Democratic Republic Congo's President Joseph Kabila attends
the signing ceremony of the Peace, Security and Cooperation
Framework for the Democratic Republic of Congo and the
Great Lakes, at the African Union Headquarters in
Ethiopia's capital Addis Ababa. REUTERS/Tiksa Negeri
African leaders have signed a UN-mediated deal aimed at
ending two decades of conflict in the east of the Democratic
Republic of Congo and paving the way for the deployment of a
new military brigade to take on rebel groups.
Congo's army is fighting the M23 rebels, who have hived off a
fiefdom in North Kivu province in a conflict that has dragged
Congo's eastern region back into war and displaced more than
half a million people.
UN Secretary-General Ban Ki-moon, who witnessed the signing
in the Ethiopian capital Addis Ababa, said he hoped the
accord would bring "an era of peace and stability" for Congo
and Africa's Great Lakes, and added that he would soon name a
special envoy for the region.
The Great Lakes area, where colonial era borders cut through
ethnic groups has in the last 20 years been a crucible of
conflict that has launched multiple uprisings and invasions.
"It is only the beginning of a comprehensive approach that
will require sustained engagement," Ban said of the accord,
which did not include any representatives of rebel groups.
The agreement was signed by leaders and envoys of 11 African
countries, including Rwanda and Uganda, which have been
accused by UN experts of stoking the rebellion. They deny the
Speaking after the signing, Ugandan Vice President Edward
Ssekandi said the deal could speed up the deployment of a
new, UN-flagged intervention force to take on the rebels.
"We should be able to fast-track the ongoing consultation so
that the force with a robust mandate and capability is put in
place," he said.
African leaders failed to sign the deal last month after a
disagreement over who would command the force.
A fresh rebellion launched in May 2012 by the M23 group has
brought more fighting and displacement to eastern Congo. In
November the rebels seized the provincial capital Goma, but
left the city to open the way for peace talks, which are
being held in neighbouring Uganda.
Those separate talks between Congo's government and the
rebels are aimed at reaching an agreement on a range of
economic, political and security issues, including amnesty
for "war and insurgency acts", the release of political
prisoners and reparation of damages due to the war.
But the rebels have broadened their goals to include the
removal of Kabila and "liberation" of the entire Congo.
Bertrand Bisimwa, M23's spokesman said he had not read the
full details of the Addis Ababa deal, but hoped it would not
reignite fighting between them and government troops.
"What I can say is that if they are choosing the way of peace
we are fine with that, but if they are choosing to continue
the war then we're against," he told Reuters.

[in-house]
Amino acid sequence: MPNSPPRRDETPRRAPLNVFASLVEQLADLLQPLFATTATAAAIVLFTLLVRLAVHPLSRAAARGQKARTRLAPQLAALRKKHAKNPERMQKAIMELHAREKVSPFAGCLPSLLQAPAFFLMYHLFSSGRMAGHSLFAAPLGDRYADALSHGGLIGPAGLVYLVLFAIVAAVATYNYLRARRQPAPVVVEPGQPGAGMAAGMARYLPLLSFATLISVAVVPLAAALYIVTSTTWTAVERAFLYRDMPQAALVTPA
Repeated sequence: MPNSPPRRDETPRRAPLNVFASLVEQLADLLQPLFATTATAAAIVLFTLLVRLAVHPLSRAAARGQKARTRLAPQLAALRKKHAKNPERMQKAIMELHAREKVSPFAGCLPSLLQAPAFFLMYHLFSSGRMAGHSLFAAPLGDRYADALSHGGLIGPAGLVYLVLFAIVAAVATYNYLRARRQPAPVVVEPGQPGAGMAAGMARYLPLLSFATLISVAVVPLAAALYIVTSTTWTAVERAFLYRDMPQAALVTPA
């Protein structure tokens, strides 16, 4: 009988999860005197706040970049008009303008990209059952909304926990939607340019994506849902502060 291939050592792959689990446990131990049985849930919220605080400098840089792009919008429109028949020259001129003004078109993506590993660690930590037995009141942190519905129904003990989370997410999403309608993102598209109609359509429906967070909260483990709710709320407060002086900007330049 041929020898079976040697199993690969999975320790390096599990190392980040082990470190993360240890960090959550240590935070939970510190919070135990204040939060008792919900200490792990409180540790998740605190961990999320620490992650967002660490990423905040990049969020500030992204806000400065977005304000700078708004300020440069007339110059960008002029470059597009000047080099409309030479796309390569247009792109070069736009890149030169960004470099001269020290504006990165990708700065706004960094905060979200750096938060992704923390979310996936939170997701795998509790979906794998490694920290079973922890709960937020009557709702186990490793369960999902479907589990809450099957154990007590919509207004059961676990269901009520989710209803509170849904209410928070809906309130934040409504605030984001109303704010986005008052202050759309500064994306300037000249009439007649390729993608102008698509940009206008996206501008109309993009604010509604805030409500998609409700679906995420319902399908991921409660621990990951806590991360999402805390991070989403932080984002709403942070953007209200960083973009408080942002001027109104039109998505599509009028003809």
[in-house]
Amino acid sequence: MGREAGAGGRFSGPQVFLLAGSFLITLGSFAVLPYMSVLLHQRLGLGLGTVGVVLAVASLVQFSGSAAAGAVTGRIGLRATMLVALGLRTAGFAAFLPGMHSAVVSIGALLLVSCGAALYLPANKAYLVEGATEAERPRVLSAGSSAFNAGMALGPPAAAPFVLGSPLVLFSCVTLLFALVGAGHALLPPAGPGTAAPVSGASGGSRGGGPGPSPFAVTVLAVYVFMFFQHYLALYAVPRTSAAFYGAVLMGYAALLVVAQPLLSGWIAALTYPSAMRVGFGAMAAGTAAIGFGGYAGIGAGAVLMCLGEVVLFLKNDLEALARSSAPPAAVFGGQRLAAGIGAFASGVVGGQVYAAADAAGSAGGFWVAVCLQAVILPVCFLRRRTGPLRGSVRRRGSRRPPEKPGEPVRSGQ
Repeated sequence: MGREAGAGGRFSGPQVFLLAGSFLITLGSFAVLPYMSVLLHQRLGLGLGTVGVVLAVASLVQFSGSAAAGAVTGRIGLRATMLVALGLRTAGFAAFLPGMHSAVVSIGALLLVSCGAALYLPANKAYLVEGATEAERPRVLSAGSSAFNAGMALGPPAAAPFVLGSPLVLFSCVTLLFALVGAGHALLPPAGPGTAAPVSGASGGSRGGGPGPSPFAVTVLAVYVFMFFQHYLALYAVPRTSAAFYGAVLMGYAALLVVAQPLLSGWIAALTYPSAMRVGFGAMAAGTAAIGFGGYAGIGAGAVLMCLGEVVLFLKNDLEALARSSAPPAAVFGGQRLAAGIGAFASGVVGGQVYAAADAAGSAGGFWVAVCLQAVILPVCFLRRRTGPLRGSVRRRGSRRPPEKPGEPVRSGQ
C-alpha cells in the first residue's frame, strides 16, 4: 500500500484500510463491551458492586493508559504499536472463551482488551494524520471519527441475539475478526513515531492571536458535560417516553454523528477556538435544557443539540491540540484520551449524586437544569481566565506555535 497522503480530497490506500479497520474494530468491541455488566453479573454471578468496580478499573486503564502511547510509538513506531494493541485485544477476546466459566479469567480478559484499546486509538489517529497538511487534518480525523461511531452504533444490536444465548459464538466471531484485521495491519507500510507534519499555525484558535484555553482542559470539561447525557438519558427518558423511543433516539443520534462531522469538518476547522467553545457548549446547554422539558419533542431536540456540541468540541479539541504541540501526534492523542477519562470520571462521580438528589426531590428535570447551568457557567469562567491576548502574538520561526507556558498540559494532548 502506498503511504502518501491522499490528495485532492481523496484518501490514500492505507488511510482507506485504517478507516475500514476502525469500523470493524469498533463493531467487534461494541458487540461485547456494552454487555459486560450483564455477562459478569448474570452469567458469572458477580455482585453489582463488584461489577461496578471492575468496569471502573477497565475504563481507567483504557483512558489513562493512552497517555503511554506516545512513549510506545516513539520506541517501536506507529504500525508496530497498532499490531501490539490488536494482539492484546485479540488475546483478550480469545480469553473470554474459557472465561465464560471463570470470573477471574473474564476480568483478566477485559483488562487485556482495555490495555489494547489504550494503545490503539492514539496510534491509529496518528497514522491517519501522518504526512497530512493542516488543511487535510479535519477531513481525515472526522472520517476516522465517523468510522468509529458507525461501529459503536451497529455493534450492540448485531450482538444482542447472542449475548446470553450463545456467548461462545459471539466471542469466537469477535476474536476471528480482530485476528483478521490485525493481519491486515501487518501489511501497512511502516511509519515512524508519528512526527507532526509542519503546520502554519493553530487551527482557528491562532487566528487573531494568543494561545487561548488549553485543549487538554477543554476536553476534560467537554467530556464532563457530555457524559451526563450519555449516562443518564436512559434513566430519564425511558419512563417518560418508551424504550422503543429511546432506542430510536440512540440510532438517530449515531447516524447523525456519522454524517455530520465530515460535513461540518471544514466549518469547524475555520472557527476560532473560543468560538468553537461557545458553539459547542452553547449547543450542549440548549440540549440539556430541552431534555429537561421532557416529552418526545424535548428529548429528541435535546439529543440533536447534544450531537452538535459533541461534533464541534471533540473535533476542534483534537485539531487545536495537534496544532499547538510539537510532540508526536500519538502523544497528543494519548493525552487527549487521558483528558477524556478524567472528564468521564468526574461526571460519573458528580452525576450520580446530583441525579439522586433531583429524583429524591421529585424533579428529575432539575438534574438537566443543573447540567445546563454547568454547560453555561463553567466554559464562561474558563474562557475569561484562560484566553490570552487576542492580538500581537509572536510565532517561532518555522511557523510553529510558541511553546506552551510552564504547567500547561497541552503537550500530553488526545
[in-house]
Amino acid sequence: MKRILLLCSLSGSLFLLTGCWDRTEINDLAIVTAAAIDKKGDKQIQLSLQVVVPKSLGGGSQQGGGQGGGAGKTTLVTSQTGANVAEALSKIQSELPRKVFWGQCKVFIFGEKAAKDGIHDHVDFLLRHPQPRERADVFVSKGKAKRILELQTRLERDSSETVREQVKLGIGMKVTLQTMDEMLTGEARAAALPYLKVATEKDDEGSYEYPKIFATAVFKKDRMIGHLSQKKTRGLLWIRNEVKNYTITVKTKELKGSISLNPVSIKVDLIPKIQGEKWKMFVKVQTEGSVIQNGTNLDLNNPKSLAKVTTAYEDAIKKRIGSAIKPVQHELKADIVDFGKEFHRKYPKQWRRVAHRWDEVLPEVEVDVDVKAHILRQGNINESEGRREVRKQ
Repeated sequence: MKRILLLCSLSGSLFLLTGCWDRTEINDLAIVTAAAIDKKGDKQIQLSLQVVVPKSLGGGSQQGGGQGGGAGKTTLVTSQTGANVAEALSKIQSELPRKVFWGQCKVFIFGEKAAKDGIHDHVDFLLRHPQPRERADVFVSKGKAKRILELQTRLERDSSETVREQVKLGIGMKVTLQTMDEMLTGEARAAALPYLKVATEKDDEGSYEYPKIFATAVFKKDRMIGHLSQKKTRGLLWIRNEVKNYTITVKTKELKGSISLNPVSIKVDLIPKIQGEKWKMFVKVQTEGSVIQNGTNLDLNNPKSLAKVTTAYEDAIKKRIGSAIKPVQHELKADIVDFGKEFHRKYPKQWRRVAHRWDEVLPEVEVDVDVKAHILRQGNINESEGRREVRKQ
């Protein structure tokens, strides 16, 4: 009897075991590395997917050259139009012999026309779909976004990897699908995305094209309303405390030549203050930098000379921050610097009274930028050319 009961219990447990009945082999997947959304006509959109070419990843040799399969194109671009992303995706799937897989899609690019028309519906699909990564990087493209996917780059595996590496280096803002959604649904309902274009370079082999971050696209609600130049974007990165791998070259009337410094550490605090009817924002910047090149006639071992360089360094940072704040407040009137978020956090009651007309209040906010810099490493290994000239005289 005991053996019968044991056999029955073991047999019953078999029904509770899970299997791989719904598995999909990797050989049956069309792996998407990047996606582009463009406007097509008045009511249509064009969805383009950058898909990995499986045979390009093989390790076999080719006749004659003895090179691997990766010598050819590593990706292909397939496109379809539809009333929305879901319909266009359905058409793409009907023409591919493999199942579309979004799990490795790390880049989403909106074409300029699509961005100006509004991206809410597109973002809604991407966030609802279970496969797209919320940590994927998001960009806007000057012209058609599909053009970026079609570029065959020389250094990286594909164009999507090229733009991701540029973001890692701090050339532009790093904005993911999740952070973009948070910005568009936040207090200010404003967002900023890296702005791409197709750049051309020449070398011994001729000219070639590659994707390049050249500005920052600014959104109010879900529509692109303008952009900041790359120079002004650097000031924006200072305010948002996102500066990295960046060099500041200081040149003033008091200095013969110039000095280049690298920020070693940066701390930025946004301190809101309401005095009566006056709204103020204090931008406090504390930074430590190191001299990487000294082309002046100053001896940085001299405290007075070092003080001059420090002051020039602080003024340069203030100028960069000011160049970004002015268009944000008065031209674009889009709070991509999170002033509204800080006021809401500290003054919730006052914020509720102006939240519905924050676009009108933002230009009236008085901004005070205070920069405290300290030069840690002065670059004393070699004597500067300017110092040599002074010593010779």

Uganda's Ssekandi said the talks in Kampala were now focused
on security and that their discussions were so far positive.
Congolese President Joseph Kabila said the talks with rebels
would continue, but there was little time left before a March
15 deadline to complete them.
"What we have done in Addis is just a diplomatic measure. The
discussions in Kampala will continue but we need to pay
attention to the fact that we do not have a lot of time,"
Kabila told a news conference in after signing the deal.
ADDIS DEAL NOT THE END
Successive cross-border conflicts have killed and uprooted
millions in the Congo basin since the colonial era, driven by
political and ethnic divisions and competition for vast
mineral resources like gold, tin, tungsten and coltan - a
precious metal used to make mobile phones.
Rwanda's President Paul Kagame said Sunday's deal should not
be taken as an end in itself, but as part of continuing peace
"At the heart of our efforts, we have to keep in mind the
rights, interests and aspirations of the afflicted
populations, caught up in the recurring waves of violence,"
The U.S. ambassador to the United Nations, Susan Rice,
welcomed the agreement and called on the Congo government to
build on the deal to restore authority in the east.
In an apparent reference to the role of Rwanda and Uganda,
Rice said: "It is equally imperative that the DRC's
neighbours respect its sovereignty and territorial integrity
by preventing external support to armed groups, which is a
violation of international obligations."
Theodore Trefon, a regional analyst and author of the book
Congo Masquerade, said he believed the Addis agreement and
the stalled peace talks in Kampala had failed to look for
long-term solutions or tackle underlying grievances which had
stoked violence in the region.
"You're not going to be able to impose peace from above or
the outside on people who don't want peace. Lots of local
actors have hidden agendas," he told Reuters from Brussels.